“By putting the user first you can transform your product into something truly remarkable.”
Experience designer Matt Reamer makes an excellent point in his article on user-centered design that recently appeared on Smashing Magazine. He looked at a problem in an unconventional way, and by thoroughly understanding the needs of his end user, he was able to come up with a creative solution that has a demonstrably positive impact.
Matt wanted to do something to make communication easier for his brother, who is autistic and unable to speak. Reasoning that the key would be to replace a difficult interface—in this case, that of vocal expression—with one that his brother might find more familiar and comfortable, he set about designing a device that his brother could use to make his thoughts known. After considering several ideas (and gathering as many insights about human-centered design in the process), he produced a prototype that looked and felt like other objects that his brother used on a daily basis. It’s a tactile alternative to speech that encodes ideas as pictograms: six clean, white buttons arranged into two rows of three on a smooth, shiny metal box, each bearing an image that represents a common feeling or need.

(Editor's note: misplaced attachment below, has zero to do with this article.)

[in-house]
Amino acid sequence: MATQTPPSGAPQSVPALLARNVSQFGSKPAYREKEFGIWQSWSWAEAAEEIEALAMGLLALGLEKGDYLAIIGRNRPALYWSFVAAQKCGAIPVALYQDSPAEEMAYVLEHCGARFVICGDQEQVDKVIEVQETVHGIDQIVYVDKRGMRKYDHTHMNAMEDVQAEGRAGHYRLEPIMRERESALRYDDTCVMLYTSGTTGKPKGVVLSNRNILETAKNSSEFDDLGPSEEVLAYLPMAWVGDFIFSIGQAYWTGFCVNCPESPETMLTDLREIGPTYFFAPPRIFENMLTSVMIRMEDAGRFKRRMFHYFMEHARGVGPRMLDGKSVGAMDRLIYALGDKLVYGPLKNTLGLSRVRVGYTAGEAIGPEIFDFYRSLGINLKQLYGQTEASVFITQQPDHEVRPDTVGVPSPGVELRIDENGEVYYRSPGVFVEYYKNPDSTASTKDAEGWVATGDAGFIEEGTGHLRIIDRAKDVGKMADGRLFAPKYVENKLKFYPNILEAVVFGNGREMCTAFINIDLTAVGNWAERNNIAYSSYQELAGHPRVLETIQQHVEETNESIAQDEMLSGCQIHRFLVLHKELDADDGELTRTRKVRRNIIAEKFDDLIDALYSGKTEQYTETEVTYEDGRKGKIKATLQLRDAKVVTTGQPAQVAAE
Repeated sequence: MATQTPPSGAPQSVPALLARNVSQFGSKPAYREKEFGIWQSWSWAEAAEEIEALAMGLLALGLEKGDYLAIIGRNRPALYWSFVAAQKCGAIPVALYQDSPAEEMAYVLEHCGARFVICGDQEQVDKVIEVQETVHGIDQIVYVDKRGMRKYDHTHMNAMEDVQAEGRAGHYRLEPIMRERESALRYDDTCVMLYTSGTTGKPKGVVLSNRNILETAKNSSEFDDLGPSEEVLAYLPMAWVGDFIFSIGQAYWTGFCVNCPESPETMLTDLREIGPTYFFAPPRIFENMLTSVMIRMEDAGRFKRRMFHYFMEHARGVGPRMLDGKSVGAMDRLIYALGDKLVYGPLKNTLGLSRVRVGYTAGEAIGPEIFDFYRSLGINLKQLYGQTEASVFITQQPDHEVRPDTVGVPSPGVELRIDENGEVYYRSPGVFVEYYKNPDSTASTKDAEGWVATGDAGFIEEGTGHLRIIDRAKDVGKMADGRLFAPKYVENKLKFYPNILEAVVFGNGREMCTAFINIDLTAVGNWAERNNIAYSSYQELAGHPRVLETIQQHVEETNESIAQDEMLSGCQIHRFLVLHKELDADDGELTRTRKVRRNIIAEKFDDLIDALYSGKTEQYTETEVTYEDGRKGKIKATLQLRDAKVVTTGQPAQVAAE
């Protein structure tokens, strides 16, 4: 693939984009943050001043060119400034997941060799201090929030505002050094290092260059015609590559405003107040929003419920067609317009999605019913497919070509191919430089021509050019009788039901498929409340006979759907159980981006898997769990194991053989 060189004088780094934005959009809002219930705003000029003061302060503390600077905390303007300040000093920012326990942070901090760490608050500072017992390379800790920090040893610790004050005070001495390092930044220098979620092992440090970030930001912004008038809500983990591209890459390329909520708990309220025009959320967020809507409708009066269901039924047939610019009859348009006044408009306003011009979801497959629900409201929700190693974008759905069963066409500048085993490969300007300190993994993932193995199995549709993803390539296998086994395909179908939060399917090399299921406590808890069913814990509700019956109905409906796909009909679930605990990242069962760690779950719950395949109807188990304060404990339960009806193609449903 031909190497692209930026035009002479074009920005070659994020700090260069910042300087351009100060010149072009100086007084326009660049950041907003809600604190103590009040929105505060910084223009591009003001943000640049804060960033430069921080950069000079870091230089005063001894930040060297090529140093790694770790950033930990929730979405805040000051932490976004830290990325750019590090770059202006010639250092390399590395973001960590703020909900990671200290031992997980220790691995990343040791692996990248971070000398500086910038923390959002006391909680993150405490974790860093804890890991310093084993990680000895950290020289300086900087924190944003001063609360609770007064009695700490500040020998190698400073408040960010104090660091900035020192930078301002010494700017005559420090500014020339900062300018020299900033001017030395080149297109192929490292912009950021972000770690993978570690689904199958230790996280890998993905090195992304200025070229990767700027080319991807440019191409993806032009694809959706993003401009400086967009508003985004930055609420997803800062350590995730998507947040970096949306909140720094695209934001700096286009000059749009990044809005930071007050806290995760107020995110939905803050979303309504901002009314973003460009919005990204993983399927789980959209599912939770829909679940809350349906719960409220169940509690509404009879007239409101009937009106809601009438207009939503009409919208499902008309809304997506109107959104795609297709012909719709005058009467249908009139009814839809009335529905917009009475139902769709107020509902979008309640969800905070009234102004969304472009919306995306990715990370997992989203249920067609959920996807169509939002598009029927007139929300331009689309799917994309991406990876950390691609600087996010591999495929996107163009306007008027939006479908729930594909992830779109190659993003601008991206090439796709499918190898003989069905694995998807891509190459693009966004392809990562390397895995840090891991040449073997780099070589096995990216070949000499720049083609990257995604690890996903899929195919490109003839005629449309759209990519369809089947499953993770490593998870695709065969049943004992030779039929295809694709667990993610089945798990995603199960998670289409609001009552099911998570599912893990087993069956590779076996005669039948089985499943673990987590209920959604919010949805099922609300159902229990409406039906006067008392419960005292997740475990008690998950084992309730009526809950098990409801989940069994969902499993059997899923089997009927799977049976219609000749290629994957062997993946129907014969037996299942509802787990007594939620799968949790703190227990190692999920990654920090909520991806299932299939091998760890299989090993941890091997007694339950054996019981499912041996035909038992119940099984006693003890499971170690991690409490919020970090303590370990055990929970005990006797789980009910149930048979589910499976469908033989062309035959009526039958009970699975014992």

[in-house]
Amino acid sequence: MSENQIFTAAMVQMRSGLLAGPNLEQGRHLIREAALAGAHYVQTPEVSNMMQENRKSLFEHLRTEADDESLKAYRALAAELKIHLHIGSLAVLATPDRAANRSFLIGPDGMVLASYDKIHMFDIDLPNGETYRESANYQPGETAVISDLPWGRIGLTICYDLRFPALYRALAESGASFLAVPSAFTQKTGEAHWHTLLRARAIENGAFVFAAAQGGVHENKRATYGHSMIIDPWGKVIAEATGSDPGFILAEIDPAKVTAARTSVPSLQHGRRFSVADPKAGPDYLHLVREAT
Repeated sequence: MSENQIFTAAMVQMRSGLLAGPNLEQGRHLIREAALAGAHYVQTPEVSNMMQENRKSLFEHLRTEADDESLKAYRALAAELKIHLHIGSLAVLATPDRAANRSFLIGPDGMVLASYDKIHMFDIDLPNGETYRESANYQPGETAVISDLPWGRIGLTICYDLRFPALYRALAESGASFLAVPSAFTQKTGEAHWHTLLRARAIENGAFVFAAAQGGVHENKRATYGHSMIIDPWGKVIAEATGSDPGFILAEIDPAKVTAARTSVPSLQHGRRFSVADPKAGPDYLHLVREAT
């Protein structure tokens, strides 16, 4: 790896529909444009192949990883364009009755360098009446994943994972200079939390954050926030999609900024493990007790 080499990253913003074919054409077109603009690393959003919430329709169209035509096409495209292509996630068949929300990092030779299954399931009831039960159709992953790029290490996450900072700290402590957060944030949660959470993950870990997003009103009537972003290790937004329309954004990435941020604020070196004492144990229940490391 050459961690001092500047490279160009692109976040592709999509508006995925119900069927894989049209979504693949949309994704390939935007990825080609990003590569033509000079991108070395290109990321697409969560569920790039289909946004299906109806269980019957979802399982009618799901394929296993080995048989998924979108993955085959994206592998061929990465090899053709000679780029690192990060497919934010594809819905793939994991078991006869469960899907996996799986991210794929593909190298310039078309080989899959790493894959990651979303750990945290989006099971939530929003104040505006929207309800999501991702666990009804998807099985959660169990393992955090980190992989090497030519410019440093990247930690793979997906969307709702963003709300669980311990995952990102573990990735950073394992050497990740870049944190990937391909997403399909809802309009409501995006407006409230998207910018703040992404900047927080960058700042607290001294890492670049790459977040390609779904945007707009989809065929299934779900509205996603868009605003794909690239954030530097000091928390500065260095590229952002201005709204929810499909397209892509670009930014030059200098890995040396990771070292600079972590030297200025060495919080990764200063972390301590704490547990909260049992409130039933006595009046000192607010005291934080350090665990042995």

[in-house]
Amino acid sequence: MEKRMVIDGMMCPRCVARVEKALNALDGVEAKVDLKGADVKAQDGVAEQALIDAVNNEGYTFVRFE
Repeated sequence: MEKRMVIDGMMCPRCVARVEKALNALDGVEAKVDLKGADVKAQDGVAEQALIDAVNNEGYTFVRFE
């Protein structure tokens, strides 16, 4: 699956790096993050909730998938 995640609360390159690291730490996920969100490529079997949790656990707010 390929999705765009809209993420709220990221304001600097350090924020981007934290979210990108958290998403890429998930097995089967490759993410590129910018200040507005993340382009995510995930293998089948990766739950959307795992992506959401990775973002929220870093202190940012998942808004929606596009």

To power his device, Matt turned to Temboo and our Twilio > SMSMessages > SendSMS Choreo. By hooking the buttons up to an Arduino Yún, he was able to program his communicator to send a different SMS message to his parents’ phones via Twilio for each button pressed. Now, all his brother needs to do is push a button that represents the thought he wants to communicate, and that thought will be conveyed to his parents in SMS form. You can take a closer look at the project on Matt’s website.